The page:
For more than 200 years, sugar production has been a way of life in southern Louisiana.
Locals say pure sugarcane pumps through the heart of the region, and tales of great-grandfathers working in dew-glistened cane fields have filled coffee shops for generations.
For proof that sugar is interwoven into the very fabric of the state, look no further than the Sugar Bowl that’s been played in New Orleans for more than 70 years.
Today, sugar employs 27,000 Louisianans, supports 600 farm families, and contributes more than $1.7 billion a year to the local economy.
But there are some who want to bring this proud tradition to an abrupt end, even as the state’s farmers struggle to rebuild after Hurricanes Katrina and Rita. Some large food conglomerates are lobbying Congress to gut the farm policies that assist Louisiana’s growers.
If that were to happen, the industry would wilt and hurricane recovery efforts in south Louisiana would stall. Small towns in rural Louisiana like Raceland, St. Martinville and Thibodeaux would literally become ghost towns overnight.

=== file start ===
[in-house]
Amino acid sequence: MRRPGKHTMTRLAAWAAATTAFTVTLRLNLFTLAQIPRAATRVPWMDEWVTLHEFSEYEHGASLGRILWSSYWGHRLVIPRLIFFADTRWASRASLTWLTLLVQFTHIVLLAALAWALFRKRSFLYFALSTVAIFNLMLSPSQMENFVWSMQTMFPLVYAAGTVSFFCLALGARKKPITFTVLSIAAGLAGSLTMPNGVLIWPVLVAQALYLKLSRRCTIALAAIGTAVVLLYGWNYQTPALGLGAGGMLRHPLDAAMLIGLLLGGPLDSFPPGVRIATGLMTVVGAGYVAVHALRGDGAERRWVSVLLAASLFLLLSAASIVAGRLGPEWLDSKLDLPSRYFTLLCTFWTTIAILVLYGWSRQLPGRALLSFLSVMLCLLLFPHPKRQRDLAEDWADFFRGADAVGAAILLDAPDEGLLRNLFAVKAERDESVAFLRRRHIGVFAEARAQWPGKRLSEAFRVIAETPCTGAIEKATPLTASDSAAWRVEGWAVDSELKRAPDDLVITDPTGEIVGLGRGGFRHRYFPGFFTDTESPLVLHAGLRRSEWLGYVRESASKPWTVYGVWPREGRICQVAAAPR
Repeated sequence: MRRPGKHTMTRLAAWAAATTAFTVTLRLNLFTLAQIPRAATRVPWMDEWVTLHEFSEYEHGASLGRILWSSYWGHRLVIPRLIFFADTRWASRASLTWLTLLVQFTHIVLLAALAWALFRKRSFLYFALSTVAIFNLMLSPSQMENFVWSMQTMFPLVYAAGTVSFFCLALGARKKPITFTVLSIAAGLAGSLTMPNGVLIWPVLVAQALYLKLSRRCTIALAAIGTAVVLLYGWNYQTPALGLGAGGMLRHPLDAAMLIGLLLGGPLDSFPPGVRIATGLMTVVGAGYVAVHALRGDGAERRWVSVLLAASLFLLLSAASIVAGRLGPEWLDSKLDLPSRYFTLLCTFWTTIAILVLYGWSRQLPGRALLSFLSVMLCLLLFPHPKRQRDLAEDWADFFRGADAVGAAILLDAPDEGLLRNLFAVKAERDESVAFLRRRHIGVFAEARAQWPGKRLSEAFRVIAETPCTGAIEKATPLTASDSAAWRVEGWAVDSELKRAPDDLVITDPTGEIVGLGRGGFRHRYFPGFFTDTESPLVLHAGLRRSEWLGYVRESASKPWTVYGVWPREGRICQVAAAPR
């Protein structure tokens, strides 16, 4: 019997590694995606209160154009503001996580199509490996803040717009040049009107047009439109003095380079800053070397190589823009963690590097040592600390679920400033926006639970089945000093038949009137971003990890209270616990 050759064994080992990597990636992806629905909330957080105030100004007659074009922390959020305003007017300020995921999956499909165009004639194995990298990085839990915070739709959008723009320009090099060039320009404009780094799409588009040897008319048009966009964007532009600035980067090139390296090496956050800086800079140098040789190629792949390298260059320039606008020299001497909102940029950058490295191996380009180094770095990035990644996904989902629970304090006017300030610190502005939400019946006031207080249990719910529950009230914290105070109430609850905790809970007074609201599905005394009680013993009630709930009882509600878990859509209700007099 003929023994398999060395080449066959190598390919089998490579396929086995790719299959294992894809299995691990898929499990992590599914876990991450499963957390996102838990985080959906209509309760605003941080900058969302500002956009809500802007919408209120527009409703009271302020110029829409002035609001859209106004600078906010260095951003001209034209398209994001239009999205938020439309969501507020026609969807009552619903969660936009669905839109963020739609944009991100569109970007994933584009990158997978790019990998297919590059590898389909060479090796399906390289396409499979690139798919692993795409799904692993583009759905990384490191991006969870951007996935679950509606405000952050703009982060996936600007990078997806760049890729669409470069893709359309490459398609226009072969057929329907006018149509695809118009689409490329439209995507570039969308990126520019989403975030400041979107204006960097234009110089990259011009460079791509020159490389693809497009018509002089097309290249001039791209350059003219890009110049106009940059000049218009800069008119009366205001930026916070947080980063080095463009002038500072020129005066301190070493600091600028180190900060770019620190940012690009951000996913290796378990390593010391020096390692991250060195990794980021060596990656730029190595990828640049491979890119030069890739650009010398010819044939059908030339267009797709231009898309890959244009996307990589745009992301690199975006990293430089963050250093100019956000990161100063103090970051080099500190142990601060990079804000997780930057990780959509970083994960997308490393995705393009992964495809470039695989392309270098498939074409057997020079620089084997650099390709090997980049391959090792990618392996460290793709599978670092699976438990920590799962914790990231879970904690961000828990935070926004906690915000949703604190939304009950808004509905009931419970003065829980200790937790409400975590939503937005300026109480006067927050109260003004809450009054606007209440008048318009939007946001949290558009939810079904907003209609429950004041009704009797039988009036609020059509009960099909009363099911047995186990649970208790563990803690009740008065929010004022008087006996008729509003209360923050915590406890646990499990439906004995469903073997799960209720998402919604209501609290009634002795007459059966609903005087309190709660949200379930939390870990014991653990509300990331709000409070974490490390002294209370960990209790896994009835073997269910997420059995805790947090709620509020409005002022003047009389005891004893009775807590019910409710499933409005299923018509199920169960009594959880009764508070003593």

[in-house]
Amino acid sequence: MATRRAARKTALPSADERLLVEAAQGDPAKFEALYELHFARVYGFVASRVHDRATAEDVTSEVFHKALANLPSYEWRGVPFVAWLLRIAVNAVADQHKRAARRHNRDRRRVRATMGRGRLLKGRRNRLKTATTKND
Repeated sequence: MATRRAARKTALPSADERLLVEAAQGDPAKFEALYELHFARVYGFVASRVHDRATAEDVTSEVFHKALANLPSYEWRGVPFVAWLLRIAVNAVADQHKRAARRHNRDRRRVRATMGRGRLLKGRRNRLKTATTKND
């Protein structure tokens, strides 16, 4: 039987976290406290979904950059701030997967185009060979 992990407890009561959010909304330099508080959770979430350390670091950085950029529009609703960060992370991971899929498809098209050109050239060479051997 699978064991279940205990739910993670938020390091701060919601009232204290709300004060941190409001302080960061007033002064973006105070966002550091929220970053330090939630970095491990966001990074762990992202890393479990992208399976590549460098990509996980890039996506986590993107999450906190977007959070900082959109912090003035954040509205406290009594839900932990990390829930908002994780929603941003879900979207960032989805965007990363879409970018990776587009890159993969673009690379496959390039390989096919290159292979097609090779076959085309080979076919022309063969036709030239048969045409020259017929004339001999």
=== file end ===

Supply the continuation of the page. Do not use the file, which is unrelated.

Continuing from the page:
The state would see increases in unemployment. Tax dollars would wither. And, a ripple effect would be felt in the banking, manufacturing, and shipping industries.
Some cynics might ask, “Why don’t you grow something else?”
Because of the area’s subtropical climate and soil conditions, it’s not suited for anything but sugar.
As Jessie Breaux, a third-generation cane farmer from Franklin put it: “Do away with our current sugar policy and the only thing we’ll grow in south Louisiana is our unemployment rate.”
That’s why the state’s sugar farmers are writing letters and signing petitions that urge Congress not to weaken current farm programs in the upcoming farm bill.
Not to mention, the Unemployment Bowl hardly sounds like a place where college football teams would like to play.